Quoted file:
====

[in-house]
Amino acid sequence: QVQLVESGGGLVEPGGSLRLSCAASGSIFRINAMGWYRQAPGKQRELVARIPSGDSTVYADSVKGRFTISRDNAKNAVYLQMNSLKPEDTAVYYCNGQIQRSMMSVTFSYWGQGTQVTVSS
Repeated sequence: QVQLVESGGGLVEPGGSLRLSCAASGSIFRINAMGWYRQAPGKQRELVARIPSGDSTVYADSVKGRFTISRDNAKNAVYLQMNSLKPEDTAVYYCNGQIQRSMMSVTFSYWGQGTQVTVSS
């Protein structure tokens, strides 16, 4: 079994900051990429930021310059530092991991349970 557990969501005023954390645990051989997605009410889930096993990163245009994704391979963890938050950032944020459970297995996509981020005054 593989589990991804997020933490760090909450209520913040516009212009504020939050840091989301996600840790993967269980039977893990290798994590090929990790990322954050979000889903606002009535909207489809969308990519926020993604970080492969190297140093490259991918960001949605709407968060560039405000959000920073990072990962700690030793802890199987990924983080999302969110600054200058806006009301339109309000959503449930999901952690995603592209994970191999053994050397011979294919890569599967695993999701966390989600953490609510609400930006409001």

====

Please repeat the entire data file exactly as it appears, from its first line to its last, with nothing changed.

[in-house]
Amino acid sequence: QVQLVESGGGLVEPGGSLRLSCAASGSIFRINAMGWYRQAPGKQRELVARIPSGDSTVYADSVKGRFTISRDNAKNAVYLQMNSLKPEDTAVYYCNGQIQRSMMSVTFSYWGQGTQVTVSS
Repeated sequence: QVQLVESGGGLVEPGGSLRLSCAASGSIFRINAMGWYRQAPGKQRELVARIPSGDSTVYADSVKGRFTISRDNAKNAVYLQMNSLKPEDTAVYYCNGQIQRSMMSVTFSYWGQGTQVTVSS
């Protein structure tokens, strides 16, 4: 079994900051990429930021310059530092991991349970 557990969501005023954390645990051989997605009410889930096993990163245009994704391979963890938050950032944020459970297995996509981020005054 593989589990991804997020933490760090909450209520913040516009212009504020939050840091989301996600840790993967269980039977893990290798994590090929990790990322954050979000889903606002009535909207489809969308990519926020993604970080492969190297140093490259991918960001949605709407968060560039405000959000920073990072990962700690030793802890199987990924983080999302969110600054200058806006009301339109309000959503449930999901952690995603592209994970191999053994050397011979294919890569599967695993999701966390989600953490609510609400930006409001």